If you live in the Northern Hemisphere, chances are you have been sweltering through a delicious summer. And fair play to you, we had a glorious summer in the Southern Hemisphere this year so we’re certainly not expecting any sympathy for the ills and chills we are now all suffering in the grip of Winter and the start of our ‘flu season. Old fashioned home remedies for illness may be remembered as ill tasting terrors some of us endured as children. I thankfully suffered nothing worse than a daily spoonful of Maltexo with added cod liver oil, it was quite a treat.
In days gone by we also expected to spend some time in bed recuperating from illness. These days, we all just want to pop a pill and head back to work asap, no time to waste! As if to prove that point, here I am blogging with a case of strep throat, revisiting some of the home carers’ repertoire of tonics for the ill from one of my grandmother’s old recipe books. Some of these actually look quite delicious, while some will be barely palatable, but I am sure they all have some nutritional and soul soothing value.
Please read on and excuse me, I’m off to find someone to make me some Egg Jelly for me while I head to bed!
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1. Wine Whey – will nearly always stop an infant’s vomiting attacks
1 cup milk, ½ glass sherry, a little sugar.
Place milk in saucepan and bring to the boil, add sugar and wine and beat until it curdles. Strain through hair sieve or muslin. Serve either hot or cold. This drink will comfort the most irritable of stomach. 1 teaspoon in about 2 oz warm water will nearly always stop an infant’s vomiting attacks.
2. Apple Water – This drink satisfies a stomach which may ‘return’ anything else
4 lumps sugar, 1 pint boiling water, 2 large firm apples, rind and juice of ½ a lemon.
Wash and pare apples into thin slices, place in a jug with sugar and rind and juice of lemon, pour over freshly boiled pint of water. Stand and cover until cold. This drink satisfies a stomach which may return everything else.
3. Rice Water – A good drink for diarrhoea patients
1 oz rice, 1 pint water, flavour with lemon or cinnamon.
Wash rice in cold water then boil in water 1 hour. Strain and add flavour if preferred, or add a pinch of salt. A good drink for diarrhoea patients.
4. Lemon Drink – The most popular drink for influenza and feverish patients
1 quart of boiling water, juice of 1 lemon, ½ oz cream of tartar, 2 oz sugar.
Put all ingredients into a jug, adding water last. Cover closely until cold then strain. The most popular drink for influenza or feverish patients
5. Raw Beef Tea – For patients in low condition following fevers or other disorders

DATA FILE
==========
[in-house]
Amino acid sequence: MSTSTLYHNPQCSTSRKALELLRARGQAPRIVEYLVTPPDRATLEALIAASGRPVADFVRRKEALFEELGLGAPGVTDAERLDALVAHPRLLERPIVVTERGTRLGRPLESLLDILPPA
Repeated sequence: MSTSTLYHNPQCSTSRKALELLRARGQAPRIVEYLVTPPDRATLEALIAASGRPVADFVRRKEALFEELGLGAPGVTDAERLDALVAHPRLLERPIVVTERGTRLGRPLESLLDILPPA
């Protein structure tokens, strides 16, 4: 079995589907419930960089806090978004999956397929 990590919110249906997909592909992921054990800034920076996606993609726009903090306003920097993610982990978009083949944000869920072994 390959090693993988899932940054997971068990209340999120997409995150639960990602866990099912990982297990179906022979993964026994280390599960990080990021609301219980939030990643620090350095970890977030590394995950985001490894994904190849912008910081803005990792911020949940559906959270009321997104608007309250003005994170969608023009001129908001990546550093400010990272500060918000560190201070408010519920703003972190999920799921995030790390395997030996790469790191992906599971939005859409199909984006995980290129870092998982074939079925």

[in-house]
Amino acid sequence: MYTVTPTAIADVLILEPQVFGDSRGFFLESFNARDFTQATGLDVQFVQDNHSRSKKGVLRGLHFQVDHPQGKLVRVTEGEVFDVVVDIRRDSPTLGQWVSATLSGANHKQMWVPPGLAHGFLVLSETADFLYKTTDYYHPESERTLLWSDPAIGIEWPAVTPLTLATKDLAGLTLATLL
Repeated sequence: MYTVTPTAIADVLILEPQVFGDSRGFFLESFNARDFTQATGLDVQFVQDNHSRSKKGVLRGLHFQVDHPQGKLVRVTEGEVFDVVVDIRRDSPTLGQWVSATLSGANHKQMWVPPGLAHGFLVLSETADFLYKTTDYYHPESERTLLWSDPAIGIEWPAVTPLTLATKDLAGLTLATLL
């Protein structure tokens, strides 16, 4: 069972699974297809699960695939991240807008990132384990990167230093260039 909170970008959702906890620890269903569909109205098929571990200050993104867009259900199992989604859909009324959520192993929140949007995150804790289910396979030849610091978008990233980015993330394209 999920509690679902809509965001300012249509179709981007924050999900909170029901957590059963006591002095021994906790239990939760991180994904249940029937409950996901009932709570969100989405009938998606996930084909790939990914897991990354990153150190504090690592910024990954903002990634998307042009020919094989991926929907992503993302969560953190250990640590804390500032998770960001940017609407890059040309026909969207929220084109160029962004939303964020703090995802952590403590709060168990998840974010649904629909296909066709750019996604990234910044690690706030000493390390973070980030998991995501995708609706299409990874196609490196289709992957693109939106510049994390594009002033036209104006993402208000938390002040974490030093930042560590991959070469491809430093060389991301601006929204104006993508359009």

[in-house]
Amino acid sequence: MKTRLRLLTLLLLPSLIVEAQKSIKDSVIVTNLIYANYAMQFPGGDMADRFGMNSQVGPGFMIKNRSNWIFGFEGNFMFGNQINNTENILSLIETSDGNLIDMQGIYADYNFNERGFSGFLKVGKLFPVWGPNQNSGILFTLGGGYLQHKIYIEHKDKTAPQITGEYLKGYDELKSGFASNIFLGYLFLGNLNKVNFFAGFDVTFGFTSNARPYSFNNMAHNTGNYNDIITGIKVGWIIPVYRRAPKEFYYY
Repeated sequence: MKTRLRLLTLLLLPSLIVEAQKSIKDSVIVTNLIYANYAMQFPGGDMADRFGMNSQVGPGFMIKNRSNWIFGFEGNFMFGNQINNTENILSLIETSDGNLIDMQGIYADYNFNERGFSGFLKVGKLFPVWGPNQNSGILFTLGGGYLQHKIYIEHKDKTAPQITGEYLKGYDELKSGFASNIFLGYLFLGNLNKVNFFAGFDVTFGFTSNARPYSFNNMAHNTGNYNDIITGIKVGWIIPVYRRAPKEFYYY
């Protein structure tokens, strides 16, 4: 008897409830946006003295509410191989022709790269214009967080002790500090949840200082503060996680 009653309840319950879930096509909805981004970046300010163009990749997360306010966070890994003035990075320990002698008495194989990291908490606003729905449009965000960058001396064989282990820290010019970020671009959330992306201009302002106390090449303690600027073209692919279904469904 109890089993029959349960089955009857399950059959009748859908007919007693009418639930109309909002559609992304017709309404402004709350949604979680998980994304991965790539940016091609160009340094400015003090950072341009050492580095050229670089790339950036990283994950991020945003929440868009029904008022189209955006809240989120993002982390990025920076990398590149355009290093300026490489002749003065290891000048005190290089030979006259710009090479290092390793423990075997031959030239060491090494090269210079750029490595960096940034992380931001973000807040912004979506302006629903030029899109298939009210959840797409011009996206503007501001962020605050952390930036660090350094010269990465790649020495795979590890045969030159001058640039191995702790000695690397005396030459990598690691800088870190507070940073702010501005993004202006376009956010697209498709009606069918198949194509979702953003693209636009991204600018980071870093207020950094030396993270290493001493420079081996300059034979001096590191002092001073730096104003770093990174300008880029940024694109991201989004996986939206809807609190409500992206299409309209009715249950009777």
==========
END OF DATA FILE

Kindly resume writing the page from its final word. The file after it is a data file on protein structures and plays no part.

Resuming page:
¼lb best steak, 2 oz cold water, pinch of salt.
Wash and wipe meat, shred very finely, pour on water and let stand 1 hour. Strain and serve in a red glass. For patients in low condition following fevers or other disorders.
6. Caudle – A very good meal for a feverish cold
1 pint thick gruel (porridge – think rolled oats), 1 wineglass sherry, 1 egg, 1 teaspoon sugar, grated nutmeg, lemon rind.
Add flavouring and sherry to hot gruel. When nearly cold stir in beaten egg and serve very hot. A very good meal for a feverish cold.
7. Milk Lemonade – A popular drink for feverish patients
Rind and juice of 1 lemon, 3 oz sugar, 1 pint boiling water, ½ pint cold milk.
Put lemon rind and sugar in a jog, pour in boiling water. Into another jug put milk and lemon juice. Pour contents of one jug into the other several times. When cold, strain and sieve. A popular drink for feverish patients.
8. Egg Nog – a natural remedy for common colds
1 large cup new milk*, 1 egg, 1 teaspoon sugar, 1 tablspoon brandy.
Scald milk and cool a little, beat egg and sugar together till frothy, add brandy. Pour the hot milk into this. Can be served hot or cold.
9. Albumen Water – Good for diarrhoea and any inflammation in the digestive tract
1 cup water, 1 egg white, pinch salt.
Break white into water and beat with a fork. The white must be well dispersed. Good for diarrhoea and any inflammation in the digestive tract. Very good for babies who persist in returning their food.**
10. Egg Jelly – soft food for the invalid
½ oz gelatine, ½ pint water, rind and juice of ½ lemon, 2 eggs, 2 oz sugar.
Soak gelatine in water until soft, add rind and juice of lemon, add sugar and bring to boil for 3 minutes, cool a little then add beaten yolks. Cook until yolks thicken. Strain into a basin. When nearly set, add whipped whites and serve in a glass dish.
* ‘new’ refers to milk in it’s unpasteurised, fresh state, which is unavailable in many places – substitute for fresh, full cream pasteurised milk.
** Bear in mind, these are old fashioned recipes reproduced (almost) as printed. These days we would likely caution against feeding an ill baby raw egg!
Recipes Found in Hansells Cloudy Essences Cookbook – publication approx, 1942.